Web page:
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Jul 28, 2015
Mary C. Wills, our customer’s Great-Grandmother, wearing a peacock costume designed by Flo Ziegfeld. We don’t know a lot about Mary, she was C.H. Wills' 2nd wife, Wills designed the Wills Sainte Claire car in Marysville, Michigan from 1921-1927. C.H. Wills had been with Henry Ford, where metallurgy was his specialty. Wills introduced vanadium steel for the production of the Ford Model T; it was the first the large scale application of the alloy. Wills was also a designer and is credited with designing the script "Ford Blue Oval" emblem that the company uses to this day.
Wills left Ford on his own terms and with a sizeable severance package of more than 1.5 million dollars, which he used to establish his own car company he originally named "Wills Saint Clair" – Wills for himself and "Saint Clair" for the Saint Clair River near which his new factory was located. Wills later added the extra e's, thinking that it elevated the cachet of the product.
Frank Scott Clark was a prominent artist/photographer in Detroit.
Photographer/Publisher Dundas Todd wrote of Clark that:
"Frank Scott Clark is one of the most consummate stylists in portraiture whom the American school has ever possessed. His portraits have a supreme interest as examples of dignified design from which all the other trivialities have been eliminated and in which the great salient facts are stated with perfect appreciation of their value. His sense of form, too, is as true as his feeling for tone, so that there is no flaw in the harmony of his work, and there is no direction in which he fails to make his artistic intentions perfectly intelligible. No doubt Clark owes much to his love of art. He has always been somewhat of a painter, and not later than a month ago, as we sat on the sunlit lawn that surrounds his little corner cottage, he expressed the desire to abandon photography and to take up painting, largely for pleasure's sake but seriously I looked at him, doubtful at the moment whether he really meant it. And as I gazed at his calm, strong and gentle face, on which the struggles of a long career have left no trace, but on which it is easy to make out, behind the gentleness, a resolute will that nothing can discourage, I realized that Clark would be successful in whatever he would earnestly undertake, while his strong, healthy frame would help him to be equal to many more years of work. The quiet enthusiasm, the persistent seeking after truth, the absence of affectation which distinguished the whole of his production, have made Frank Scott Clark an artist in the fullest meaning of the word. His work will always express a noble singleness of aim and the observations and beliefs of a man who went his own way."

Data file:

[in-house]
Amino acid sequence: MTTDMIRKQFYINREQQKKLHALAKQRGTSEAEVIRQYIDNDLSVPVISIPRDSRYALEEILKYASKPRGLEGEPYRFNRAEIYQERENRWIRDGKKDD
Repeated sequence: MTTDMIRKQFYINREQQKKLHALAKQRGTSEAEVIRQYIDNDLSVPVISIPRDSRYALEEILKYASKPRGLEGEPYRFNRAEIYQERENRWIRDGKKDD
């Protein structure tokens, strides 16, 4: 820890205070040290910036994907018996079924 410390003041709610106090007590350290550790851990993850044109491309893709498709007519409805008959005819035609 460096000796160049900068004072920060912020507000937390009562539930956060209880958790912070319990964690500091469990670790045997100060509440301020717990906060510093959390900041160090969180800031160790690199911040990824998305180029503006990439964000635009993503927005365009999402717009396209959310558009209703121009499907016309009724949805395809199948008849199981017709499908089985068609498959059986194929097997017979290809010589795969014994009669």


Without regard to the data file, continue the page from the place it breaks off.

Florenz Ziegfeld, Jr., popularly known as "Flo" Ziegfeld, was an American Broadway impresario, notable for his series of theatrical revues, the Ziegfeld Follies (1907–1931), inspired by the Folies Bergère of Paris. He also produced the musical Show Boat. He was known as the "glorifier of the American girl." Flo Ziegfeld is a member of the American Theater Hall of Fame.
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Our fine art printing process uses pigment based inks. Pigment printing processes have been utilized since the middle of the 19th century. The image stability of pigment printing is superior to that of any other method of printing. Pigment inks excel in permanence. A dye is molecularly soluble in its vehicle, but pigment is not. Pigment particles tend to be large enough to embed into the receiving substrate making them water-resistant. The particle nature of pigment inks ensures their archival superiority. A particle of pigment is less susceptible to destructive environmental elements than a dye molecule.
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